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labor Book Review: "Just Cause, A Union Guide"

Just Cause: A Union Guide to Winning Disciplinary Cases is no exception. Based on more than four years of research into 15,000 arbitration awards and the author’s long experience representing unions, the book presents a new method to analyze and present disciplinary cases.

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, work rights press

This book review appears in the latest issue of,
WORKINGUSA: THE JOURNAL OF LABOR AND SOCIETY
Volume 16, Issue 2, pages 321–324, June 2013

Robert M. Schwartz, author of several popular union labor law guides, has written a new book entitled Just Cause: A Union Guide to Winning Disciplinary Cases.

The sixth book in Schwartz’s Work Rights Press series, it draws on the broad tradition of “do-it-yourself” and “self-help” books. Due to the demands of their jobs, the average steward or workplace activist does not have much time for educational reading on the side. Yet job stewards are expected to be familiar with a large body of information related to job rights and benefits, collective bargaining procedures, and in some cases, union administration and financial record-keeping.

All of Schwartz’s books make arcane legal decisions, legislative history, and the workings of labor-related administrative agencies highly accessible. Schwartz writes short, punchy, and understandable sentences and paragraphs, and uses sidebar boxes and Q&A sections at the end of each chapter. He also employs an excellent cartoonist, Nick Thorkelson, to illustrate his work in humorous fashion.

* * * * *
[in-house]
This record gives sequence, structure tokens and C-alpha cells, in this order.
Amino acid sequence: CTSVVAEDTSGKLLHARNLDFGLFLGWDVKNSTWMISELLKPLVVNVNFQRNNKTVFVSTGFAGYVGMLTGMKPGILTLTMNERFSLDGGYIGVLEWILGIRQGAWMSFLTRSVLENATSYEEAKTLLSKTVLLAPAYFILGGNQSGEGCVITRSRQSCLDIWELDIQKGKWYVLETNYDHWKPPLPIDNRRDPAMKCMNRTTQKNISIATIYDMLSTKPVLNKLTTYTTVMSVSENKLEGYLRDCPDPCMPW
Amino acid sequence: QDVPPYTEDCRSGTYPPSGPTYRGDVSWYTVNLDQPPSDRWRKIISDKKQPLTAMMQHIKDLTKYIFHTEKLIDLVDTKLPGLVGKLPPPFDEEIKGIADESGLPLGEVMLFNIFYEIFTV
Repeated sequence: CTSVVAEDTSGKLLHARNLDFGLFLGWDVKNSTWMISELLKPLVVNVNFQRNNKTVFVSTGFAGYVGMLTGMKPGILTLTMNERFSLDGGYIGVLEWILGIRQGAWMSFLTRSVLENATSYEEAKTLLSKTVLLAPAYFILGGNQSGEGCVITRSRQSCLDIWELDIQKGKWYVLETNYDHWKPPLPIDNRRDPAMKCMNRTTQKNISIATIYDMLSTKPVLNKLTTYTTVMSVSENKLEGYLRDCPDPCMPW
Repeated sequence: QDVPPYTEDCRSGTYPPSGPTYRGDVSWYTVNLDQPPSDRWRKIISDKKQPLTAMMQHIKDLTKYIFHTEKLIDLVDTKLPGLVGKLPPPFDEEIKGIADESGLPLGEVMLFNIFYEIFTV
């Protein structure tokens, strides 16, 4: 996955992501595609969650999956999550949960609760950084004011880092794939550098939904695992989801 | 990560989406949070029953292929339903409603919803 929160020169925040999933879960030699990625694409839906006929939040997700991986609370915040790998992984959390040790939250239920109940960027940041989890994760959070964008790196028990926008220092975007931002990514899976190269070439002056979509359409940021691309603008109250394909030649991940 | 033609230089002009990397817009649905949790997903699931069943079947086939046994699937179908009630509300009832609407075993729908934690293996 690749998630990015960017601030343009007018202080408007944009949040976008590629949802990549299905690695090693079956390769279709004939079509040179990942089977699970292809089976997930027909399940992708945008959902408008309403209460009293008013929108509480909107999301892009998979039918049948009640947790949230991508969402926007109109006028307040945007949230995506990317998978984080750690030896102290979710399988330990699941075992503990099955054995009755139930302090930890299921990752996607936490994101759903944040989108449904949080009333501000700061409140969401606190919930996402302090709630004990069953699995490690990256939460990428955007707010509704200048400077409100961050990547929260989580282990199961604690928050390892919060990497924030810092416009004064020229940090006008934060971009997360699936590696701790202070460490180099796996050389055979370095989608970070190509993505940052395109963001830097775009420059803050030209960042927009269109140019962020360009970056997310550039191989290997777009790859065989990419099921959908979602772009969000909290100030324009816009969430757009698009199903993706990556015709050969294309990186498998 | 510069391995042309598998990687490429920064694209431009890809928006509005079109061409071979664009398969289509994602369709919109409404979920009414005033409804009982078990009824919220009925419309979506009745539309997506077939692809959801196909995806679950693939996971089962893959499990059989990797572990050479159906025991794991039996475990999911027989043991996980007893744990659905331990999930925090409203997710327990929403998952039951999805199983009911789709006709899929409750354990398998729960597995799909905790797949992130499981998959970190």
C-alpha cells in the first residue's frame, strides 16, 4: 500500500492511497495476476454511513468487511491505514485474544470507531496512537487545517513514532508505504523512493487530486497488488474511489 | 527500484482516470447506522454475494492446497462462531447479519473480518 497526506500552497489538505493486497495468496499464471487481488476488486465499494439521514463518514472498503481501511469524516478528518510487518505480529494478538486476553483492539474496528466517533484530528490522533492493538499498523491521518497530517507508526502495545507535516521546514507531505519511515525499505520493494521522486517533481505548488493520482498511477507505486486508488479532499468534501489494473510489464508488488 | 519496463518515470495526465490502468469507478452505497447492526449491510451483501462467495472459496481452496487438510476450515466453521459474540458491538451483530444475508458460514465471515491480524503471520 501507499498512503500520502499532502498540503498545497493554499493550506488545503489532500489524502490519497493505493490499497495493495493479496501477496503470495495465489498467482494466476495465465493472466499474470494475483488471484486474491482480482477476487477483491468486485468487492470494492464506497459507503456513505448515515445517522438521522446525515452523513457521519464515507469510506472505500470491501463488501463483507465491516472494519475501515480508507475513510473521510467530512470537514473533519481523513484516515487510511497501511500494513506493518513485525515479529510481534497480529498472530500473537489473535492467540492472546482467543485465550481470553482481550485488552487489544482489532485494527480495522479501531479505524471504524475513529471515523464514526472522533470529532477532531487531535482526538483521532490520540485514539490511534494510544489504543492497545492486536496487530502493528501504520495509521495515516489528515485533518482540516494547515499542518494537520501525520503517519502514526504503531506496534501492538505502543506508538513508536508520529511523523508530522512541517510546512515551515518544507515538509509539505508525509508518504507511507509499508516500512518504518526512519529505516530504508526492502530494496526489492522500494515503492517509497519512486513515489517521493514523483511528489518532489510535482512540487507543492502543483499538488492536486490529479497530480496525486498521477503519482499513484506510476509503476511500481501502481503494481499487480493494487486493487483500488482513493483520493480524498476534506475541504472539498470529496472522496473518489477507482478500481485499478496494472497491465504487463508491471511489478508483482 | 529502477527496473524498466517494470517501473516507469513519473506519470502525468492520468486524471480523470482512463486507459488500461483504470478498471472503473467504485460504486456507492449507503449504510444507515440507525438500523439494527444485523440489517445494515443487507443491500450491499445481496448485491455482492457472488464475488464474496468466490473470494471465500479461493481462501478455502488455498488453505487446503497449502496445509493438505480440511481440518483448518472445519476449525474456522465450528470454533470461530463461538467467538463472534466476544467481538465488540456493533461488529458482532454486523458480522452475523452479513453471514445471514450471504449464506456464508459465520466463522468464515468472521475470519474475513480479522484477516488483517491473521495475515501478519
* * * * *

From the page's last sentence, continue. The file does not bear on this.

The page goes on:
The beauty of Schwartz’s books is their accessible organization and the ease with which the reader can find relevant information when needed.

Just Cause: A Union Guide to Winning Disciplinary Cases is no exception. Based on more than four years of research into 15,000 arbitration awards and the author’s long experience representing unions, the book presents a new method to analyze and present disciplinary cases. The book begins by reviewing the “Seven Tests of Just Cause,” developed by arbitrator Carroll Daugherty in 1964. While several of these tests have been accepted by the arbitration profession, others, such as the necessity for an “objective” investigation, have not. According to Schwartz, if they are no longer being used by arbitrators as benchmarks for their decisions, they must be discarded or modified.

Moreover, says Schwartz, the “Seven Tests,” widely used by unions in the U.S. and Canada, inexplicably omitted two concepts frequently cited by arbitrators when overturning punishments: progressive discipline and mitigating circumstances.

Modifying the seven tests, Schwartz presents what he terms is the far more widely accepted “Seven Basic Principles of Just Cause.” These are the following:
1. Fair notice: An employer may not discipline an employee for violating a rule or standard whose nature and penalties have not been made known.
2. Consistency: An employee may not be penalized for violating a rule or standard that the employer has failed to enforce for a prolonged period.
3. Due process: An employer must conduct an interview or a hearing before issuing discipline, must take action promptly, and must list charges precisely. Once assessed, discipline may not be increased.
4. Substantial proof: Charges must be proven by substantial and credible evidence.
5. Equal treatment: Unless a valid distinction justifies a higher penalty, an employer may not assess a considerably stronger punishment against one employee than it assessed against another known to have committed the same or a substantially similar offense.
6. Progressive discipline: When responding to misconduct that is short of egregious, the employer must issue at least one level of discipline that allows the employee an opportunity to improve.